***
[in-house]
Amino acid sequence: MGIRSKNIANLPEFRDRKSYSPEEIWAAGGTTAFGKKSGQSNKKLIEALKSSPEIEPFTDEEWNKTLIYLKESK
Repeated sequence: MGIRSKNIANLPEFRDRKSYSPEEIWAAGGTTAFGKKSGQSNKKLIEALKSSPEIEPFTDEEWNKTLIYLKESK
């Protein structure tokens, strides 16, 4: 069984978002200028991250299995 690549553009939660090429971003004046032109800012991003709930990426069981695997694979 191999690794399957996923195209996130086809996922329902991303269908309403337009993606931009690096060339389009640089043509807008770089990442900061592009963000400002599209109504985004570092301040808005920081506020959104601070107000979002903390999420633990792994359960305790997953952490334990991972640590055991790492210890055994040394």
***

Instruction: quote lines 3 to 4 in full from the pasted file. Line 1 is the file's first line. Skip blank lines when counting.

Repeated sequence: MGIRSKNIANLPEFRDRKSYSPEEIWAAGGTTAFGKKSGQSNKKLIEALKSSPEIEPFTDEEWNKTLIYLKESK
């Protein structure tokens, strides 16, 4: 069984978002200028991250299995 690549553009939660090429971003004046032109800012991003709930990426069981695997694979 191999690794399957996923195209996130086809996922329902991303269908309403337009993606931009690096060339389009640089043509807008770089990442900061592009963000400002599209109504985004570092301040808005920081506020959104601070107000979002903390999420633990792994359960305790997953952490334990991972640590055991790492210890055994040394």